Spectral Complexity from Hyperspectral Imagery Can Improve Mangrove Classification Performance
Hyperspectral remote sensing presents the opportunity to collect narrow contiguous wavebands numbering over hundreds across the electromagnetic spectrum. These valuable information can be related to physical and chemical composition of the material in the image scene. Compared to multispectral imagery, hyperspectral remote sensing is rapidly emerging as a promising technology with the potential to improve classification performance of mangrove species. Nevertheless, the development of methods to harness the wealth of information available in the hyperspectral data for mangrove classification is still at the initial stage. Continued development of new approaches to harness the valuable information in hyperspectral imagery is therefore encouraged. Most traditional methods often employed for mangrove classification (e.g., pixel-based classification, machine learning, etc.) utilize spectral characteristics (both at canopy and leaf levels) as well textural features from hyperspectral imagery. Recently our lab (ARSL) proposed spectral complexity metric as a new approach to analyze hyperspectral data for mangrove classification. The study utilized full range airborne hyperspectral data (Visible-Shortwave Infrared) over Sierpe Mangroves in Costa Rica collected as part of the MAC13 project to quantify spectral complexity for mangrove classification. In this study it was found that spectral complexity metrics produced spectral signatures that can be associated with mangrove and terrestrial forest. These spectral signatures can be used to not only differentiate both ecosystems but also for delineating mangrove species.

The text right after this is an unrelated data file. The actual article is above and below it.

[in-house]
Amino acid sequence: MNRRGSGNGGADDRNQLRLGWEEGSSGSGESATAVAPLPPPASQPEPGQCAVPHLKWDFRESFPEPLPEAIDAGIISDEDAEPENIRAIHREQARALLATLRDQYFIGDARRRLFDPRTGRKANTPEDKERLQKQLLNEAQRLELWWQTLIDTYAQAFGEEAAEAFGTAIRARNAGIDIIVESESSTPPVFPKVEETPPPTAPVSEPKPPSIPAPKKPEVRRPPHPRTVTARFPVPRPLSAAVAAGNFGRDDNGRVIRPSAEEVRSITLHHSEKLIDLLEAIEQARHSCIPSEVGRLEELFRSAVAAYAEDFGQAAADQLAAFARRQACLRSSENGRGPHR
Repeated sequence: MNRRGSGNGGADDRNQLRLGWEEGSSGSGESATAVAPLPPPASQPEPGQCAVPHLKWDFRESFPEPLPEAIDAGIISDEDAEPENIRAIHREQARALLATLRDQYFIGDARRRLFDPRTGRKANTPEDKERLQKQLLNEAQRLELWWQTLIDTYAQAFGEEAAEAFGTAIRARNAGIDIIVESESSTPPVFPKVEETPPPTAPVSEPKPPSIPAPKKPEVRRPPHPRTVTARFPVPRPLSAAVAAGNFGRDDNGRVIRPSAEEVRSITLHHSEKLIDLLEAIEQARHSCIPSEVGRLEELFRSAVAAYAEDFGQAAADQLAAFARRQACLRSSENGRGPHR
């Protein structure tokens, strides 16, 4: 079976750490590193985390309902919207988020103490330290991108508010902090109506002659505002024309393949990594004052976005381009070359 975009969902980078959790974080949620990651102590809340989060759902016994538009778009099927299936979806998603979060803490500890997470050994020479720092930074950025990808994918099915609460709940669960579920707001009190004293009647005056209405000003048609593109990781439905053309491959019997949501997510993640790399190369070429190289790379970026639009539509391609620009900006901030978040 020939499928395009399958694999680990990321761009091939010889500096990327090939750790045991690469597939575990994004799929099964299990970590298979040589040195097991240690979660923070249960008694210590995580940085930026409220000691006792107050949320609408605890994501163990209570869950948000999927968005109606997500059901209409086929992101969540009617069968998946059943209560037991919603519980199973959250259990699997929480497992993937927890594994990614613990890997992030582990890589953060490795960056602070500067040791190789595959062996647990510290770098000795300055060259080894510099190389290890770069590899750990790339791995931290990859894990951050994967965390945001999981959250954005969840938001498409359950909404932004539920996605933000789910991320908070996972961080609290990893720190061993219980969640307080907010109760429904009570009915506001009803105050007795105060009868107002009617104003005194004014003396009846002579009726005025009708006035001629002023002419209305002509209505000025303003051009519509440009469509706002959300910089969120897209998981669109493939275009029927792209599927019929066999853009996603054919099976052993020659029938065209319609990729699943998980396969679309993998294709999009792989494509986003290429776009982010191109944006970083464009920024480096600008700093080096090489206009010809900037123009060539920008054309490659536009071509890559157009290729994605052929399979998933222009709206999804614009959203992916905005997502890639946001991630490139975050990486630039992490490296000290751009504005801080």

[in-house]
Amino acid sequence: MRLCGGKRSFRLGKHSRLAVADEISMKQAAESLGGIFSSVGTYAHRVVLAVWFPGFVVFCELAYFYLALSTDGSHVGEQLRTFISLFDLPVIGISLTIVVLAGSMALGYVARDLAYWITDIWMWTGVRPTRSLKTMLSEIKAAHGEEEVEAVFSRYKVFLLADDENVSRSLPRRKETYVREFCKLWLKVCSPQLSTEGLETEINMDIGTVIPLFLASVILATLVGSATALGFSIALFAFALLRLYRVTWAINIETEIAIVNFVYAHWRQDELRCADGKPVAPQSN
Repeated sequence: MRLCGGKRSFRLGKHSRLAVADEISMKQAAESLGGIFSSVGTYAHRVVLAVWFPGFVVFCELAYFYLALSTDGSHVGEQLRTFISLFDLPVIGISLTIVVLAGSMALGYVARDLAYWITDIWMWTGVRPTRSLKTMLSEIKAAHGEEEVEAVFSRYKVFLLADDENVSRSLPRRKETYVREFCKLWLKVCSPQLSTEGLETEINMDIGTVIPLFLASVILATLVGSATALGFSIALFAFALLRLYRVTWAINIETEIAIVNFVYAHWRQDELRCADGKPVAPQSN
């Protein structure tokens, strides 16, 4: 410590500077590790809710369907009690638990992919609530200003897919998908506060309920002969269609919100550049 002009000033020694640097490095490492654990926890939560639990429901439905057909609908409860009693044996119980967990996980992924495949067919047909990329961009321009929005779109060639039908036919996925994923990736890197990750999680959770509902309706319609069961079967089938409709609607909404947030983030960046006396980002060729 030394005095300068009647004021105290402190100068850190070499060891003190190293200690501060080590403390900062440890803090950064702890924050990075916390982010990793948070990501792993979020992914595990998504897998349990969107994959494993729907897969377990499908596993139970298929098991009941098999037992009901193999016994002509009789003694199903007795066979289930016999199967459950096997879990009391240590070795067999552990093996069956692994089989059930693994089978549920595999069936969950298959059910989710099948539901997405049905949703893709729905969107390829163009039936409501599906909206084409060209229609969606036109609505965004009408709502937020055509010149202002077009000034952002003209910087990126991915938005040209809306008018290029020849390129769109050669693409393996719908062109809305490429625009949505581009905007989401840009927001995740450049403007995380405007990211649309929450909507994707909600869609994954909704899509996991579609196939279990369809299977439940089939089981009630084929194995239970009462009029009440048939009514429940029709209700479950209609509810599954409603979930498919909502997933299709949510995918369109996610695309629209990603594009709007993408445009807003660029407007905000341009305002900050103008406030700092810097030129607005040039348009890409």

From (Osei Darko et al., 2021). A) Ground photograph from the Sierpe mangroves, (B) Subset of the CARTA 2005 aerial photographs from the mangroves, (C) Subset of a CASI 1500 HSI (R: 748 nm G: 550 nm B: 519 nm) flight line acquired in 2013 illustrating the same subset of mangroves as seen in B. The delimitation of terrestrial forest and mangroves is more apparent from the HSI than from the aerial photograph.
What is Spectral Complexity